• decision theory;
  • information processing;
  • skills acquisition theory;
  • nursing scripts;
  • schema theory;
  • nursing practice;
  • education;
  • critical thinking

Critical thinking and nursing scripts: the case for the development of both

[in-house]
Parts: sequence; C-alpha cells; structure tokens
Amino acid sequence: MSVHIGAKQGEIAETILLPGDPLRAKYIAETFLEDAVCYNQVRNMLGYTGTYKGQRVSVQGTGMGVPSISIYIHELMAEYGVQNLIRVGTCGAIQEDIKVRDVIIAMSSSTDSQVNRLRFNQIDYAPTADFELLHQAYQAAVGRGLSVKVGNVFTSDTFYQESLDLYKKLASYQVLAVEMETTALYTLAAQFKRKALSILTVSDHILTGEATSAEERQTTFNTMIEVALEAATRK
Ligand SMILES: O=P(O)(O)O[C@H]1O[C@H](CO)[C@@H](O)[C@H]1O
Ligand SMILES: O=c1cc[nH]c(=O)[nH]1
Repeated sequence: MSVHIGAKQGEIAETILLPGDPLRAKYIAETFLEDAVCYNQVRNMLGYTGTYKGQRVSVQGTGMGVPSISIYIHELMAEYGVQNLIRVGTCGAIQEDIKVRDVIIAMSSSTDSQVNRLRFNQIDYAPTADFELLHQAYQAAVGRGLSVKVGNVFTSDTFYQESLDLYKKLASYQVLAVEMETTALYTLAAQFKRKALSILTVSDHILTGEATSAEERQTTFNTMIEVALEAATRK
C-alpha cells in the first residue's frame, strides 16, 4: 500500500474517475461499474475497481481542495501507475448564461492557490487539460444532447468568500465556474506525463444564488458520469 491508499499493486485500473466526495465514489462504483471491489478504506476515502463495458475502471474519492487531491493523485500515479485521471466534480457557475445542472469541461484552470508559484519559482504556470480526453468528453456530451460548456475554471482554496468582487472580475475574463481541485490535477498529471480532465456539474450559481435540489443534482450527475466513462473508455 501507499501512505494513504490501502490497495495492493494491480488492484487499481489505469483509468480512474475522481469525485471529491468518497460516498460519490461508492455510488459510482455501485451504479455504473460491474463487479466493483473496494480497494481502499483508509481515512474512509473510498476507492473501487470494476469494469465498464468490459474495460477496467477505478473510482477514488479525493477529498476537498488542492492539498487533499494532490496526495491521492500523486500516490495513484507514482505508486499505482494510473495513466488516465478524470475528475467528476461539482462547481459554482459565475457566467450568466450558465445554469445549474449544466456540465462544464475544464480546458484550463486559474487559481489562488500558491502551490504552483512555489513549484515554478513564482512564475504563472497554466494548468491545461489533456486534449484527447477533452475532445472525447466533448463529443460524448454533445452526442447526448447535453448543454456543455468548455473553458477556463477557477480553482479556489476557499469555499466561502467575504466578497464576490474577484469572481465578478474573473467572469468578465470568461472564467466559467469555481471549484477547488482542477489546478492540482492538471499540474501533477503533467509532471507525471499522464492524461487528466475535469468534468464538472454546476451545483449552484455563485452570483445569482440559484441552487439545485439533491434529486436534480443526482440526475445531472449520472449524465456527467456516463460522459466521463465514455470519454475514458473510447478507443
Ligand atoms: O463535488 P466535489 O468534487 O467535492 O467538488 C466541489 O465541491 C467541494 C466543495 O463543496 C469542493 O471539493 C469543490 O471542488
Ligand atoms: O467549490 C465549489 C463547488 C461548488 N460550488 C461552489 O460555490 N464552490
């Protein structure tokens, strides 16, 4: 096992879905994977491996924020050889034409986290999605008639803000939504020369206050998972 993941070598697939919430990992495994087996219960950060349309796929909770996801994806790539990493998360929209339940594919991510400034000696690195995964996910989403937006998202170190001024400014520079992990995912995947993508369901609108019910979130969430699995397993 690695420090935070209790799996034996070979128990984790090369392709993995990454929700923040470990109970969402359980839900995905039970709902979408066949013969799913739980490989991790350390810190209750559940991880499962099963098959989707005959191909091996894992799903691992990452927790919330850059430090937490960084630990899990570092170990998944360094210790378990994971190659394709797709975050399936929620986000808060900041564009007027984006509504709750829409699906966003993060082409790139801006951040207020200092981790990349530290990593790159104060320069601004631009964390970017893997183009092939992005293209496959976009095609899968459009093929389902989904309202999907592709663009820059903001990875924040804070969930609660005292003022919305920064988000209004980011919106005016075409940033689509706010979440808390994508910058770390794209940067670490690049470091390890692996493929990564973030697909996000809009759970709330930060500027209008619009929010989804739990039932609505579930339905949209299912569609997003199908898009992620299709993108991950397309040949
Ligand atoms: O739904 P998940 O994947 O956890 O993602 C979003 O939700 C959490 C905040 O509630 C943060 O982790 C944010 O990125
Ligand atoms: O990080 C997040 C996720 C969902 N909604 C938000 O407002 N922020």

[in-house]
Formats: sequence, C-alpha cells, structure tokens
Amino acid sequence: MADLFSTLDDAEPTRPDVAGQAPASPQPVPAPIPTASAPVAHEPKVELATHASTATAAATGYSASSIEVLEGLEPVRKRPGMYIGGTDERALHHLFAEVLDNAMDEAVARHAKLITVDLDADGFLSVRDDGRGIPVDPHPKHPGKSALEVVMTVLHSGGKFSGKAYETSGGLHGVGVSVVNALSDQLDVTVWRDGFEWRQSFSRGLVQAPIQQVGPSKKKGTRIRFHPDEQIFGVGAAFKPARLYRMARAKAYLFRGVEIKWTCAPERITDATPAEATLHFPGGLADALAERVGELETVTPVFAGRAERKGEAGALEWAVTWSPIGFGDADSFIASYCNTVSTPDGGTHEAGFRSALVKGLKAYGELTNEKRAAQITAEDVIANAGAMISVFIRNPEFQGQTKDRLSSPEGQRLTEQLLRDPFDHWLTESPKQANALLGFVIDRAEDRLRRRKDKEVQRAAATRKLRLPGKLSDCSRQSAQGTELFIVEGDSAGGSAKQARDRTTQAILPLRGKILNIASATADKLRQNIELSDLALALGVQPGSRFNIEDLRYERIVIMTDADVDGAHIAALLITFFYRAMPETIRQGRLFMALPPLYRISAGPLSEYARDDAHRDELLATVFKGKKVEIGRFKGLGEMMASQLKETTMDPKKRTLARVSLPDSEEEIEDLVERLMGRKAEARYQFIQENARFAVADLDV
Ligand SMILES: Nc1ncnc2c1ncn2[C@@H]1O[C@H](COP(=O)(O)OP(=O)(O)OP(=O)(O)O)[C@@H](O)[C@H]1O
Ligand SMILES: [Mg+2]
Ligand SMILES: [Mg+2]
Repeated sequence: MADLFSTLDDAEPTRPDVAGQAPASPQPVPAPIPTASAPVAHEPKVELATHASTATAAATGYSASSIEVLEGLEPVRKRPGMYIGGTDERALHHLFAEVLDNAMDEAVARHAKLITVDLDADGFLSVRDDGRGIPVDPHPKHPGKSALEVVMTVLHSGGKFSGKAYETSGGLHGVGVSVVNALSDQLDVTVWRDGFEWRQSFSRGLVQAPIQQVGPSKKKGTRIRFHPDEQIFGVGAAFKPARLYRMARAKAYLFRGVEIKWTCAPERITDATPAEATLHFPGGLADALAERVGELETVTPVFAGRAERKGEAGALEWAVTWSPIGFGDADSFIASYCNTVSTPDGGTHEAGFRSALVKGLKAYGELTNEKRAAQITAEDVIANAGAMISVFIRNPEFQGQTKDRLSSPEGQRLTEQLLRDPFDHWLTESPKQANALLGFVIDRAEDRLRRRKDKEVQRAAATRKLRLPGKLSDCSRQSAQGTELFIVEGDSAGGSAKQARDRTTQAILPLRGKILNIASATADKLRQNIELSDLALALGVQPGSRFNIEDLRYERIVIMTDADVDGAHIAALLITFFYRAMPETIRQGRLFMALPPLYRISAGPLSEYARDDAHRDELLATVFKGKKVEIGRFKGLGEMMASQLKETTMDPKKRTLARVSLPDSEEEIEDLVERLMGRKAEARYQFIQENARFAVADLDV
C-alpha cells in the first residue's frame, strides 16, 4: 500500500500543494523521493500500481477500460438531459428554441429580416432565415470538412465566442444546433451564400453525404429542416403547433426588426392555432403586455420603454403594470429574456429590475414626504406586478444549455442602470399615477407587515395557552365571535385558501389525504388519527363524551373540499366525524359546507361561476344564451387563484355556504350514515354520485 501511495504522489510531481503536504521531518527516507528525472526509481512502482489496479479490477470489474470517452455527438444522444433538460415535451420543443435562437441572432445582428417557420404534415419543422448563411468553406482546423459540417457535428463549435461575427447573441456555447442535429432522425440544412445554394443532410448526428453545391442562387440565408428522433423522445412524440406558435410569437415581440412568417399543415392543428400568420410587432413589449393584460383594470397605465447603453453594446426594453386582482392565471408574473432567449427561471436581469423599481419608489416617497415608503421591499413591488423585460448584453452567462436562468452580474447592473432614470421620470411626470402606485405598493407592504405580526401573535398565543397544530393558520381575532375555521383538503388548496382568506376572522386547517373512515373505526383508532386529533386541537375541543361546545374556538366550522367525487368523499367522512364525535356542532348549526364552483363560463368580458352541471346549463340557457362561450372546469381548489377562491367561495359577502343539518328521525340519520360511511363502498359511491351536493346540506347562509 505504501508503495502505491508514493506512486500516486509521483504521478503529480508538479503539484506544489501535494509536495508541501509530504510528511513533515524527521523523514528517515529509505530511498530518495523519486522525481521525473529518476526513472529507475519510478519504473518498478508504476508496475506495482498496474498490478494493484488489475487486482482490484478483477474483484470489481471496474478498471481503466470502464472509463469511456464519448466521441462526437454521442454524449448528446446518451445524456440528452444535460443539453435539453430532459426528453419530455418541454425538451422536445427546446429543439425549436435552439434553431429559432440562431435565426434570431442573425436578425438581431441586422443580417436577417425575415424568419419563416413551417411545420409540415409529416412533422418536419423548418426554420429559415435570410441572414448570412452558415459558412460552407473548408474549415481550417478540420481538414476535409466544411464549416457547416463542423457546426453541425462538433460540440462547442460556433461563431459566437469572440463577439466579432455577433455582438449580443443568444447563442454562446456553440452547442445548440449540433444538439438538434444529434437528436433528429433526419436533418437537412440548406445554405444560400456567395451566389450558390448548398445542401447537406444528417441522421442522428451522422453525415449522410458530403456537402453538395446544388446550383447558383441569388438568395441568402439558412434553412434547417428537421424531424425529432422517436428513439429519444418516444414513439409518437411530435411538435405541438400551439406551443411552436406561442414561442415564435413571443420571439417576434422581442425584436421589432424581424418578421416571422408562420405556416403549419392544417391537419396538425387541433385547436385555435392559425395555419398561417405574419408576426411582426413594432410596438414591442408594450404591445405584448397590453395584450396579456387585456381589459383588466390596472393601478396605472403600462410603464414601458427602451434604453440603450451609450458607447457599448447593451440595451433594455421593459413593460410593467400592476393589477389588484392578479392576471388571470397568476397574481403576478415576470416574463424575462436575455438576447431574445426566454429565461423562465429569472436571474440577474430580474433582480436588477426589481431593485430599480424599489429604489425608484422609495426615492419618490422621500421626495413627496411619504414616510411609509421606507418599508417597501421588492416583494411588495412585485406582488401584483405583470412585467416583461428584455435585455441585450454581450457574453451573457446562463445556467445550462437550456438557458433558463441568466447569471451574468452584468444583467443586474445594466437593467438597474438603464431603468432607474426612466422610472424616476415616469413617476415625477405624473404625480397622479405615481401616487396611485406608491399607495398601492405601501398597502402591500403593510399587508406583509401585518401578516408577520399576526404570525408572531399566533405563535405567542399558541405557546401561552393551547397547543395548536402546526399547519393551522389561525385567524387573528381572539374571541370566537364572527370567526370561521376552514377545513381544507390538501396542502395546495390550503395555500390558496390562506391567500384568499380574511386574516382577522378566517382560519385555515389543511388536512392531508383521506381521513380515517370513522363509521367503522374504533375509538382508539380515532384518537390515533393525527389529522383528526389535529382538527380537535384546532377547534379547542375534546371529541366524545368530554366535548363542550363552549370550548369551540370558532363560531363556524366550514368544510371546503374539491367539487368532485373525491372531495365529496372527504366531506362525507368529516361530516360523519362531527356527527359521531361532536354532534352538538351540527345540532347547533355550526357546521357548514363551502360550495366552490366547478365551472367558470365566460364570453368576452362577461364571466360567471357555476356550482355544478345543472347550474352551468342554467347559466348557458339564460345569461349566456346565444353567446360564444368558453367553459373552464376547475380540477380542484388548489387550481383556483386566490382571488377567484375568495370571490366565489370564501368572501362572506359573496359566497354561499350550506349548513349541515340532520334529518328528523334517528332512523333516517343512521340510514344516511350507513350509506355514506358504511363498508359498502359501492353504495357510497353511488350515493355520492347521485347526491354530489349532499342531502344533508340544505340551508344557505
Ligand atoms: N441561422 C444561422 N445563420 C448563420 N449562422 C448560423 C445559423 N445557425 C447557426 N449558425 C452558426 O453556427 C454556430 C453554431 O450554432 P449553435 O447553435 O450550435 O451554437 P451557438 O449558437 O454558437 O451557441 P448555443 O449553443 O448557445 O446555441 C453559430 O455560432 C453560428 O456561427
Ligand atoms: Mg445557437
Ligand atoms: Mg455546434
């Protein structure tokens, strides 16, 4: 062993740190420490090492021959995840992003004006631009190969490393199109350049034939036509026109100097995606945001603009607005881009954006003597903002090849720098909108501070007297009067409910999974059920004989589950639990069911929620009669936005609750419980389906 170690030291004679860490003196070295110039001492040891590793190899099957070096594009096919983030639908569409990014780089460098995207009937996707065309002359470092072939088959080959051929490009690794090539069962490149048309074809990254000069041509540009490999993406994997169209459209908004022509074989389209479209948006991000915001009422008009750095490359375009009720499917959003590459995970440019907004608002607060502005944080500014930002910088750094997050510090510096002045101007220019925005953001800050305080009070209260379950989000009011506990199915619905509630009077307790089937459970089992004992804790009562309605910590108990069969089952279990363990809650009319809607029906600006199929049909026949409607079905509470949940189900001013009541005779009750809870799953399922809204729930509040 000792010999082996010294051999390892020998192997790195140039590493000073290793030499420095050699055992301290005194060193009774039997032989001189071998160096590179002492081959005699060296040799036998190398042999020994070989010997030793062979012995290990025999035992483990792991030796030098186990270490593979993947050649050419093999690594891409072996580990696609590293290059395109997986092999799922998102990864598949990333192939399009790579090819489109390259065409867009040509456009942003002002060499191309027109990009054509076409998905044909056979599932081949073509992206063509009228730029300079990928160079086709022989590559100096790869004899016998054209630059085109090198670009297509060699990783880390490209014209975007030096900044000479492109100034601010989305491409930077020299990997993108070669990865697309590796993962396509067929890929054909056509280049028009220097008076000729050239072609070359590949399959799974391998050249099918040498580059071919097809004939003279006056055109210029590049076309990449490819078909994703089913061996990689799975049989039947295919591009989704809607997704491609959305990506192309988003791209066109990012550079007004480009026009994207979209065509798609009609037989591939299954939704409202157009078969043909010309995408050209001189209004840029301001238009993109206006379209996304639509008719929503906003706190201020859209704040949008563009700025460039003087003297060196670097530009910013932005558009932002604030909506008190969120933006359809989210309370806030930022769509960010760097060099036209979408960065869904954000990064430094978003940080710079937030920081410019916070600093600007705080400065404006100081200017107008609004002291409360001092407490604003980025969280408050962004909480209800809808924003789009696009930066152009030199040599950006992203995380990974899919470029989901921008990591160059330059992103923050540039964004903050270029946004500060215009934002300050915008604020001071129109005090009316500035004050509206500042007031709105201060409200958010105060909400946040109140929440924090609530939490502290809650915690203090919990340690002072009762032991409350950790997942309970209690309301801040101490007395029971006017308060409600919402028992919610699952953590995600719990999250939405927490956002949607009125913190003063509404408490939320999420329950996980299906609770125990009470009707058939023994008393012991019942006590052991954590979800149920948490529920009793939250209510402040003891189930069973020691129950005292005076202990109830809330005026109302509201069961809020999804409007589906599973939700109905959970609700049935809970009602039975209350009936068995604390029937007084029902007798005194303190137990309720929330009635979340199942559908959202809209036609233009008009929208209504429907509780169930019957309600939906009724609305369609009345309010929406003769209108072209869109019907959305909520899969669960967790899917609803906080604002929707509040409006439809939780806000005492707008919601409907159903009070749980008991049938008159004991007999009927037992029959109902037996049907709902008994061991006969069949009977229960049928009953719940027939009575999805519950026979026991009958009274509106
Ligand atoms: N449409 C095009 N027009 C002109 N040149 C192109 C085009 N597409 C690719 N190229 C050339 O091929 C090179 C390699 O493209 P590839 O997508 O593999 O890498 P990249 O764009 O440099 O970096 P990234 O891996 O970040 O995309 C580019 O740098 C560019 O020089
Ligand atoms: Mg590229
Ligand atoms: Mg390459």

It is argued that contemporary nursing education’s emphasis on the conscious development of nurses’ critical reasoning skills fails to take account of the complexity of both human cognition and clinical nursing practice. Human cognition centrally includes unconscious or tacit processes and clinical nursing practice is typified by the simultaneous presentation of clinical and non-clinical cues and competing clinical goals. Contemporary emphases on conscious critical thinking are largely consistent with the differing theoretical frameworks which have informed the study of nurses’ clinical reasoning in the last 30 years, most of which permit the use of simulated case study. These frameworks, that is, decision theory, information processing and skills acquisition theory, are described and their limitations highlighted. In addition, an alternative theor- etical framework, that of schema or script theory, which does take account of the complexities of cognition and practice, is discussed. Its implications for nursing practice and education are also outlined.